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Argument for evolution

Discussion in 'Evolution Vs. Creationism' started by Jaiket, Jan 21, 2021.

  1. Jaiket

    Jaiket Well-Known Member
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    I thought I'd have a pop at a syllogism. It's a bit rough and ready so constructive comments are welcome.


    Premise 1: The differences between species are accounted for by differences in genome.

    Premise 2:
    The nature of genome replication means it cannot proceed without some mutation creeping in.

    Conclusion
    : Differences will naturally arise between populations.


    Does the conclusion follow from the premises? I'm not sure, but it could probably be refined into something better.

    Are the premises good/useful? Give reasons.

    It seems to me that P1 is solid, but P2 is maybe not so. I haven't talked about adaptation through natural selection, selective pressure, etc so it's a pretty simplifying argument.

    Edit: I should have said P2 difficult to argue against, not so sure about P1.
     
    #1 Jaiket, Jan 21, 2021
    Last edited: Jan 21, 2021
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  2. ADigitalArtist

    ADigitalArtist Well-Known Member
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    What about p2 do you think is less solid? We can tell that perfect replication isn't something that occurs naturally. Not even with identical twins.
     
  3. Jaiket

    Jaiket Well-Known Member
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    Ha, I mixed them up. P2 seems solid but P1 not so much.
     
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  4. Quintessence

    Quintessence Tale Weaver
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    I think your P1 may feel weak to you because it is missing some important components biologists use to assess species boundaries. Classifying something as a different species isn't just a matter of genome differences amongst populations of individuals, it is also a matter of geography and organism behavior. The concept of species is often taught in a simplified, more black-and-white fashion at the high school level, but if you go deeper than that, things get a lot more... fuzzy?
     
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  5. Jaiket

    Jaiket Well-Known Member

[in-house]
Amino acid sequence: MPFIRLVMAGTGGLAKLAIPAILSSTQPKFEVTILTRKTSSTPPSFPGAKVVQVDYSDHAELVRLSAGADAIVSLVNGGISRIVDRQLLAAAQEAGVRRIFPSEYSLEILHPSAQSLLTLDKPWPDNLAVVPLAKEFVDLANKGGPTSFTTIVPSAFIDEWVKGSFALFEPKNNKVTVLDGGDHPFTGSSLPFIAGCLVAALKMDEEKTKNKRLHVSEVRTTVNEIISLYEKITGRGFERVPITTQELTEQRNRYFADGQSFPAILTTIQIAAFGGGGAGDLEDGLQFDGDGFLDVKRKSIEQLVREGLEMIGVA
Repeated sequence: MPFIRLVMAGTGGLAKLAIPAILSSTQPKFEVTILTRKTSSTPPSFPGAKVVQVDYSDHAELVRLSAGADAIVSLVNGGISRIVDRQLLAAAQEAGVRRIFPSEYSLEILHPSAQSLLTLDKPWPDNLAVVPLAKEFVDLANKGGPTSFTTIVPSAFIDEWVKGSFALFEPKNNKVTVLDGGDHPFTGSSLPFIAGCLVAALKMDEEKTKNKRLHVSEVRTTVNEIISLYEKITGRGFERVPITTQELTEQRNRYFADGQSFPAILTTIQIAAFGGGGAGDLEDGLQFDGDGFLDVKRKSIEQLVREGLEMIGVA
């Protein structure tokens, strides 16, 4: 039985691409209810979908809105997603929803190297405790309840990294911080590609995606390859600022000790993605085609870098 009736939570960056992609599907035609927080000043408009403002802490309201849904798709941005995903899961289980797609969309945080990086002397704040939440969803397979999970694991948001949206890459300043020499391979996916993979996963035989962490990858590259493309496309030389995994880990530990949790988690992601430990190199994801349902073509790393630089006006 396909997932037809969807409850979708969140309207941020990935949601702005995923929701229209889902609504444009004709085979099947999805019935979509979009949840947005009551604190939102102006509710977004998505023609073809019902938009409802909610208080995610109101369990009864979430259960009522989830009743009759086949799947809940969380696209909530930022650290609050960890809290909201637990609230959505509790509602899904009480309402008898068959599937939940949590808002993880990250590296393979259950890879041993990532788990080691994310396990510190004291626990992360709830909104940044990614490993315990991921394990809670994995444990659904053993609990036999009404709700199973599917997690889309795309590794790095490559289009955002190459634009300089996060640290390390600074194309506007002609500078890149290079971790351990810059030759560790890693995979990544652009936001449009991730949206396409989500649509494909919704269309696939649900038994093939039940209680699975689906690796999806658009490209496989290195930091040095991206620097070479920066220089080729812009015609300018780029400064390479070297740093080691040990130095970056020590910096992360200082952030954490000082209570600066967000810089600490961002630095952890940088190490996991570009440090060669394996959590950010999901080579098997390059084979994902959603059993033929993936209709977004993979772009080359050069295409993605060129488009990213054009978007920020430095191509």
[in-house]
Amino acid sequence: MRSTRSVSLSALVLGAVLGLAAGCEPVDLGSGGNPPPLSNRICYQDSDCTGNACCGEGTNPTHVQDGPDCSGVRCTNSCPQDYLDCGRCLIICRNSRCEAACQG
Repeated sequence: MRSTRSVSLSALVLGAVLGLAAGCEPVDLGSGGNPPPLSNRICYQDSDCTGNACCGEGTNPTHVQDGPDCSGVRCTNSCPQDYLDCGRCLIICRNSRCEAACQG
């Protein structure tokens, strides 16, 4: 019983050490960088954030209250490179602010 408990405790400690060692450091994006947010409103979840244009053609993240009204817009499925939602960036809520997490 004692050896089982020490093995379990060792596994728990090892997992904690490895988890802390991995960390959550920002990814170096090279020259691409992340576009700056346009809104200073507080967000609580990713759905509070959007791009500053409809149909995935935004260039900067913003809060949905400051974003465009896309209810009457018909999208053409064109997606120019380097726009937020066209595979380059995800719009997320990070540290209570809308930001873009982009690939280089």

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    Thanks for the comment, it was immediately helpful.

    Aye this is fair. I'm aware that at some point species is something of a matter of "convention".

    I had in mind something like the difference between members of species distinct enough that we would have no issue there. Take a chimp and a human. It would be reasonable to say that the differences between these two are due to the differences in their genomes, yes?

    I know there are epigenetic factors that could be fairly significant also.
     
  6. Audie

    Audie Veteran Member

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    Those are different genera.
     
  7. Quintessence

    Quintessence Tale Weaver
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    Quite a few things in life sciences are, in part because biology is just messy (sometimes quite literally). Living things don't follow absolute or incontrovertible rules, perhaps because they are more than the sum of their parts would suggest. Attempting to boil a biological organism down to its genetic code is problematic, because actual expression of genes is mediated by environmental factors. Even so, classification of organisms underwent some serious revisions with the advent of more rapid genetic analysis. It's still going on, and the general framework for classifying species does to some extent become a matter of convention.



    Yes, but it's also more than that, right? For mammals, things are honestly pretty cut and dry. It's when you start getting into the organismal groups humans don't tend to give a crap about that species designations can become kind of messy. That's something I came to learn as I studied more about plants in particular. When plants basically spew their sperm all over the air, it lands on whatever it wants and you end up with hybridization between what are usually considered different species. The hybrids aren't always viable (meaning they can't reproduce in self-sustaining populations) but sometimes they are and viability is one of the requirements for something to be a distinct species. Plants are just weird. Cool weird, but weird. Mammals are super boring by comparison. But I'm obviously biased with that assessment. :D
     
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